Recent high-profile court cases have put compliance management back in the spotlight in the world of procurement. This, as well as the growing pressure to cut costs across the supply chain, has presented unique but not impossible challenges to overcome.
So, what can procurement expect to come up on the agenda in 2020 when it comes to Australia’s compliance landscape?
The first prosecution under Queensland’s new industrial manslaughter laws in 2019 is a reminder for organisations that due diligence should never be compromised. Following a worker’s death on site, the prosecuted business could face fines of up to $10 million, and its directors could face up to 20 years in prison.
The Queensland Government will also extend its industrial manslaughter law to cover the mining industry in response to mounting pressure from the public. Given the prevalence of contract labour in the resources sector, we may see future amendments that affect those further up the chain, i.e. the mining companies themselves.
Meanwhile, Victoria has also recently passed its workplace manslaughter legislation which imposes the highest fines nation-wide and covers death of members of the public as well. Who is to say other states and the Federal Government won’t follow suit?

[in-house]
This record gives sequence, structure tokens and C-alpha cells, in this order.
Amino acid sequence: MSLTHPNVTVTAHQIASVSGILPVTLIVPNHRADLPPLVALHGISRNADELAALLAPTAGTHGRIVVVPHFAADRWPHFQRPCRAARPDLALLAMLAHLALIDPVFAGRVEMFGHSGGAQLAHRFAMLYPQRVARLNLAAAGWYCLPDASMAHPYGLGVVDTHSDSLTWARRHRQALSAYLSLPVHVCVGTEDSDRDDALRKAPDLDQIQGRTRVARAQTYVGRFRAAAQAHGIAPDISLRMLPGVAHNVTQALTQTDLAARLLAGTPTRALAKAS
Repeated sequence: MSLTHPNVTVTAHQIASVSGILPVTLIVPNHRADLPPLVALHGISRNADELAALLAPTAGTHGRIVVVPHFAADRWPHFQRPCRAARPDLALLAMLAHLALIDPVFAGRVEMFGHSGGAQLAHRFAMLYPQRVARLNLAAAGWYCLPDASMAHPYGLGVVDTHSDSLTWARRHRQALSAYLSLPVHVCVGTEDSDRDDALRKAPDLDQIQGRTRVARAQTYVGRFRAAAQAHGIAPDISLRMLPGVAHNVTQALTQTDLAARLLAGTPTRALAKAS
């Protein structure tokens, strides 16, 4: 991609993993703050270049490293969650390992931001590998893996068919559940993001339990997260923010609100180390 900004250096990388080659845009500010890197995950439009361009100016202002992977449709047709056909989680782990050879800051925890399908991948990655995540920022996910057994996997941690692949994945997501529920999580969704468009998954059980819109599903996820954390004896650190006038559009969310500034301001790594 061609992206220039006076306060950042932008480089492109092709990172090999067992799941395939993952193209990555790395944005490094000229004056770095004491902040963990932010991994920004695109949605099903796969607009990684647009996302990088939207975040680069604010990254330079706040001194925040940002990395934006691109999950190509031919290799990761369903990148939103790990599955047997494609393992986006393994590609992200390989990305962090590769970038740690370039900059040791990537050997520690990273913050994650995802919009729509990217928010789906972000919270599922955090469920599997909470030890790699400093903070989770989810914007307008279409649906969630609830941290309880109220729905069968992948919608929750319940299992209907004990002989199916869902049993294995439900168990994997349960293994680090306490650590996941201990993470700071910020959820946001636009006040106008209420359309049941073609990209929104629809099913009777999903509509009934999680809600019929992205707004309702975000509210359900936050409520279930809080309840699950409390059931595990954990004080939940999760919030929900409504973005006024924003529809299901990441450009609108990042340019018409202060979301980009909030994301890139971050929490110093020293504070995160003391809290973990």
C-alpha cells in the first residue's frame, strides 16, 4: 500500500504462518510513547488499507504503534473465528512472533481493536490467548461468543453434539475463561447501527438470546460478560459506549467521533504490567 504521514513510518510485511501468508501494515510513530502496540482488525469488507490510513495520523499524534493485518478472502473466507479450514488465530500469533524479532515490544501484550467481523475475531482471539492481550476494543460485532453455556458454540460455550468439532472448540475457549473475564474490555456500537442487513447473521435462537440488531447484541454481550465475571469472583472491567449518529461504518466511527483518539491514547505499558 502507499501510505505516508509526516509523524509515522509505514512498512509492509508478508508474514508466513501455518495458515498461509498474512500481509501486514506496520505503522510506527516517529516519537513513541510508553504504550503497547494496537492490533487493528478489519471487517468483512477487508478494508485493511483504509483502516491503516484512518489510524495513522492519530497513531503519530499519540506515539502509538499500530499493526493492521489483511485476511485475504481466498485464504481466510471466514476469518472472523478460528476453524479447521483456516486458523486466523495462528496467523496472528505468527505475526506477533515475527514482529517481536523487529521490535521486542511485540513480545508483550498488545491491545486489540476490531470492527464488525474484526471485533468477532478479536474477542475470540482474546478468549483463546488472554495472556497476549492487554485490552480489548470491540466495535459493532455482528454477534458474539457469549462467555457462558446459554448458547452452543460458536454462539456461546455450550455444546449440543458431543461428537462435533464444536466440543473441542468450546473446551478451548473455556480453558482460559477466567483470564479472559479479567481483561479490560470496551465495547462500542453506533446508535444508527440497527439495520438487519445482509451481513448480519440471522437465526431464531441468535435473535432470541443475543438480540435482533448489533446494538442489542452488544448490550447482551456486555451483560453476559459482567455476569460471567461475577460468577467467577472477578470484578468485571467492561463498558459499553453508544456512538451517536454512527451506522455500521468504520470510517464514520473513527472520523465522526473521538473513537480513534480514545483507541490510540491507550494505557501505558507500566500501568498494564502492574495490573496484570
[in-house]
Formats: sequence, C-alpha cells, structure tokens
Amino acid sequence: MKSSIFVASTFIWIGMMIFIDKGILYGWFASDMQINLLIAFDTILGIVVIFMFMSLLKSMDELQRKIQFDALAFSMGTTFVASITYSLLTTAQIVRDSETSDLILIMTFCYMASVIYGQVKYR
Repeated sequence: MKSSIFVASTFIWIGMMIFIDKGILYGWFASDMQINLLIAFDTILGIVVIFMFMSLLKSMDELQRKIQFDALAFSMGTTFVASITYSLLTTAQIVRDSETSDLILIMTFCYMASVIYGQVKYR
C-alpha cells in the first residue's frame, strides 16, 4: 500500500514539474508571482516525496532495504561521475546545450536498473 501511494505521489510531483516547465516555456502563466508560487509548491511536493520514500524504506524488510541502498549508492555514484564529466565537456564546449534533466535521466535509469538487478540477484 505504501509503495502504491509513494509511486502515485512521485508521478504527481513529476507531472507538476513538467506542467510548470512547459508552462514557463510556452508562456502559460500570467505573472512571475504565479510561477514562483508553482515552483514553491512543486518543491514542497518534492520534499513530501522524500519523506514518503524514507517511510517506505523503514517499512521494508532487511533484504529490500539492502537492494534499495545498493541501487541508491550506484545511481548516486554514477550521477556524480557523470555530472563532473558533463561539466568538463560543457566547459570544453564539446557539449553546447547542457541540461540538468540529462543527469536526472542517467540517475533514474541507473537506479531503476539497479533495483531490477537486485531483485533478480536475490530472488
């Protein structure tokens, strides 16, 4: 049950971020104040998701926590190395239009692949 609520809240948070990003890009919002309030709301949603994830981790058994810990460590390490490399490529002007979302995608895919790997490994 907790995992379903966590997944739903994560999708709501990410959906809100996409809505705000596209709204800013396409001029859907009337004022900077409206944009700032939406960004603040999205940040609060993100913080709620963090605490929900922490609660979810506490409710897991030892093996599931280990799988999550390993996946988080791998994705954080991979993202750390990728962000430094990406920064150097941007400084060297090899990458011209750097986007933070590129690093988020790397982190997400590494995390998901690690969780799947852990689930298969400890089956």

> If you engage contractors who are then found to breach the law, it could result in delays to your operations, negative public sentiments or even lost revenue.
Financial due diligence
We wrote about the Black Economy procurement connected policy earlier in 2019. The requirement for suppliers and first-tier subcontractors to provide a satisfactory Statement of Tax Record (STR) is likely to be tightened after the first year of operation.
Partial indicators of black economy related activity. Source: Australian Parliament
> Be prepared that the rules can potentially expand to cover more tiers in supply chain, and more criteria may be added to prove a satisfactory STR (e.g. whether there have been convictions for phoenixing behaviour, bribery or corruption).
Sustainable procurement policies
“Most organisations spend between 40–80% of their financial resources across their supply chains.” –The Australian ISO 20400 Committee
Sustainable procurement has quickly become a key area of focus for many organisations, who have started to look for non-financial benefits that suppliers can deliver, such as social and environmental factors.
While currently, the world’s first sustainable procurement standard ISO 20400 is not a certification standard yet, that may very well change given the global trends and commitment towards the Sustainable Development Goals.